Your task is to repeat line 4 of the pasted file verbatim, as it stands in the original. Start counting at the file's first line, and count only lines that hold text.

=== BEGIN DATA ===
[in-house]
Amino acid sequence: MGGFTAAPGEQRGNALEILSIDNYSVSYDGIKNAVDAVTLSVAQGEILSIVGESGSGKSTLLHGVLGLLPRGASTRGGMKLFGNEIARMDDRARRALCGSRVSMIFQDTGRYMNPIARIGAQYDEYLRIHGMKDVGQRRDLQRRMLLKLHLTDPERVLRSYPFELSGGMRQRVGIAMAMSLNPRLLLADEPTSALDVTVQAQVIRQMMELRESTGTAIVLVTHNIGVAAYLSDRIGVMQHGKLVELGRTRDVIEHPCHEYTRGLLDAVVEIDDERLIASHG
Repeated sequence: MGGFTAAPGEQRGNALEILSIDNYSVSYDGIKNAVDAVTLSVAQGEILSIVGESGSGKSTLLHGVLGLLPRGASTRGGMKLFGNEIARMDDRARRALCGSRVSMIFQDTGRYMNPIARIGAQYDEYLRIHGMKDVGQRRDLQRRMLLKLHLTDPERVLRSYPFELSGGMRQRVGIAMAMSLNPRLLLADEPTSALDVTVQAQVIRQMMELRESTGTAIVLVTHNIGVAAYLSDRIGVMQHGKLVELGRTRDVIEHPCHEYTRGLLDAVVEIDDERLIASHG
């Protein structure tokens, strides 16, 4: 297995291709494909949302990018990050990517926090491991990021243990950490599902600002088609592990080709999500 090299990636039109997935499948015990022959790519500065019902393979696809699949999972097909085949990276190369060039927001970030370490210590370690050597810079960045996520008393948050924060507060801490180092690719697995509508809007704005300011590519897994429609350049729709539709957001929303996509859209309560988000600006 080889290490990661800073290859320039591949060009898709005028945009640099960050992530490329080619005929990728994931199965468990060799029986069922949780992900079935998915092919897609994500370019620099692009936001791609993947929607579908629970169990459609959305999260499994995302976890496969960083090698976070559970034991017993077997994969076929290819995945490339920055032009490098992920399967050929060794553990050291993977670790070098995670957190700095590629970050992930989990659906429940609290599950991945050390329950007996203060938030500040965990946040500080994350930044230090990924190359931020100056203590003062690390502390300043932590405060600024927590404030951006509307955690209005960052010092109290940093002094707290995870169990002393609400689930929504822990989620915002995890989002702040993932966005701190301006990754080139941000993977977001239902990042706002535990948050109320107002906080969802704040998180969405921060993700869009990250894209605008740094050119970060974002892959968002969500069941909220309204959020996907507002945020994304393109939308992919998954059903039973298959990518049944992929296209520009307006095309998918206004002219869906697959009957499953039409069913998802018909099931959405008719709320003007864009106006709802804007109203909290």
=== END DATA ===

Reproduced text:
């Protein structure tokens, strides 16, 4: 297995291709494909949302990018990050990517926090491991990021243990950490599902600002088609592990080709999500 090299990636039109997935499948015990022959790519500065019902393979696809699949999972097909085949990276190369060039927001970030370490210590370690050597810079960045996520008393948050924060507060801490180092690719697995509508809007704005300011590519897994429609350049729709539709957001929303996509859209309560988000600006 080889290490990661800073290859320039591949060009898709005028945009640099960050992530490329080619005929990728994931199965468990060799029986069922949780992900079935998915092919897609994500370019620099692009936001791609993947929607579908629970169990459609959305999260499994995302976890496969960083090698976070559970034991017993077997994969076929290819995945490339920055032009490098992920399967050929060794553990050291993977670790070098995670957190700095590629970050992930989990659906429940609290599950991945050390329950007996203060938030500040965990946040500080994350930044230090990924190359931020100056203590003062690390502390300043932590405060600024927590404030951006509307955690209005960052010092109290940093002094707290995870169990002393609400689930929504822990989620915002995890989002702040993932966005701190301006990754080139941000993977977001239902990042706002535990948050109320107002906080969802704040998180969405921060993700869009990250894209605008740094050119970060974002892959968002969500069941909220309204959020996907507002945020994304393109939308992919998954059903039973298959990518049944992929296209520009307006095309998918206004002219869906697959009957499953039409069913998802018909099931959405008719709320003007864009106006709802804007109203909290």